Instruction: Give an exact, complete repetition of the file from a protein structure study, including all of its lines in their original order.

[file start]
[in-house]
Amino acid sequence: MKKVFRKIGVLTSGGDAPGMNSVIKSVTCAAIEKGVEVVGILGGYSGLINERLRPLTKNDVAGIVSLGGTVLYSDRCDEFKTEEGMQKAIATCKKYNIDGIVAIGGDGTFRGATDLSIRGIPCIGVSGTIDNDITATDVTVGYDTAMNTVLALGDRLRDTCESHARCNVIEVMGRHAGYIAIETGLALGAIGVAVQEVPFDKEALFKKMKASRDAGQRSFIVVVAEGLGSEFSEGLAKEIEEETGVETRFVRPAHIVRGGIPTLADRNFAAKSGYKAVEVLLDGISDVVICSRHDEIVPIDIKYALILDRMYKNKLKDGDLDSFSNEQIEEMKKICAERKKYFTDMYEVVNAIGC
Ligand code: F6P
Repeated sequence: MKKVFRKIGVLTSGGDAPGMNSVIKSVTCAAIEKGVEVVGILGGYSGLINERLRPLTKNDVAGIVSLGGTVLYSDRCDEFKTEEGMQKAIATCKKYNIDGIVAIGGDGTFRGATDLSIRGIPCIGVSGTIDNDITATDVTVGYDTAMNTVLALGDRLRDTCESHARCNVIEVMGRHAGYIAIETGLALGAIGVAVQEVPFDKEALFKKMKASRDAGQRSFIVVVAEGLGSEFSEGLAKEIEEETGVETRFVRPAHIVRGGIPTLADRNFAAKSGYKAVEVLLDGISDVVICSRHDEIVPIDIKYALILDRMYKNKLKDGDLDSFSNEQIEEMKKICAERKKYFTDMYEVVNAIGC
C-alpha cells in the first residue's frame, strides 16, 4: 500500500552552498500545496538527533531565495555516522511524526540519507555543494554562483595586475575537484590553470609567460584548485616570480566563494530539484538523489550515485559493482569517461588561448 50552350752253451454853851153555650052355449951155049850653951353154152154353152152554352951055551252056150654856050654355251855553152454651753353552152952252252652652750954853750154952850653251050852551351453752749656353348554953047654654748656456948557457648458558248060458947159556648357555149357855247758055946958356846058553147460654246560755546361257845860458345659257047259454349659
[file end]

[in-house]
Amino acid sequence: MKKVFRKIGVLTSGGDAPGMNSVIKSVTCAAIEKGVEVVGILGGYSGLINERLRPLTKNDVAGIVSLGGTVLYSDRCDEFKTEEGMQKAIATCKKYNIDGIVAIGGDGTFRGATDLSIRGIPCIGVSGTIDNDITATDVTVGYDTAMNTVLALGDRLRDTCESHARCNVIEVMGRHAGYIAIETGLALGAIGVAVQEVPFDKEALFKKMKASRDAGQRSFIVVVAEGLGSEFSEGLAKEIEEETGVETRFVRPAHIVRGGIPTLADRNFAAKSGYKAVEVLLDGISDVVICSRHDEIVPIDIKYALILDRMYKNKLKDGDLDSFSNEQIEEMKKICAERKKYFTDMYEVVNAIGC
Ligand code: F6P
Repeated sequence: MKKVFRKIGVLTSGGDAPGMNSVIKSVTCAAIEKGVEVVGILGGYSGLINERLRPLTKNDVAGIVSLGGTVLYSDRCDEFKTEEGMQKAIATCKKYNIDGIVAIGGDGTFRGATDLSIRGIPCIGVSGTIDNDITATDVTVGYDTAMNTVLALGDRLRDTCESHARCNVIEVMGRHAGYIAIETGLALGAIGVAVQEVPFDKEALFKKMKASRDAGQRSFIVVVAEGLGSEFSEGLAKEIEEETGVETRFVRPAHIVRGGIPTLADRNFAAKSGYKAVEVLLDGISDVVICSRHDEIVPIDIKYALILDRMYKNKLKDGDLDSFSNEQIEEMKKICAERKKYFTDMYEVVNAIGC
C-alpha cells in the first residue's frame, strides 16, 4: 500500500552552498500545496538527533531565495555516522511524526540519507555543494554562483595586475575537484590553470609567460584548485616570480566563494530539484538523489550515485559493482569517461588561448 50552350752253451454853851153555650052355449951155049850653951353154152154353152152554352951055551252056150654856050654355251855553152454651753353552152952252252652652750954853750154952850653251050852551351453752749656353348554953047654654748656456948557457648458558248060458947159556648357555149357855247758055946958356846058553147460654246560755546361257845860458345659257047259454349659